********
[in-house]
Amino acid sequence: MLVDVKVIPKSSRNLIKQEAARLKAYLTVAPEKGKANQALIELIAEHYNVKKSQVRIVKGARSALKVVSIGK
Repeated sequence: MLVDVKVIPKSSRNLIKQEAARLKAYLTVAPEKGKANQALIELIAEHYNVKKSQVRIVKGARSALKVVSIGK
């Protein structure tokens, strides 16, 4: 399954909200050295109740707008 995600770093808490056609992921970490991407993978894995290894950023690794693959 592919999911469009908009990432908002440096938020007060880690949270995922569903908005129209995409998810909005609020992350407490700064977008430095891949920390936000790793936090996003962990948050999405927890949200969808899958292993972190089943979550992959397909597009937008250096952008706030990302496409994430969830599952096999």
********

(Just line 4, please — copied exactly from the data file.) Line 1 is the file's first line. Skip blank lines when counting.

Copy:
């Protein structure tokens, strides 16, 4: 399954909200050295109740707008 995600770093808490056609992921970490991407993978894995290894950023690794693959 592919999911469009908009990432908002440096938020007060880690949270995922569903908005129209995409998810909005609020992350407490700064977008430095891949920390936000790793936090996003962990948050999405927890949200969808899958292993972190089943979550992959397909597009937008250096952008706030990302496409994430969830599952096999």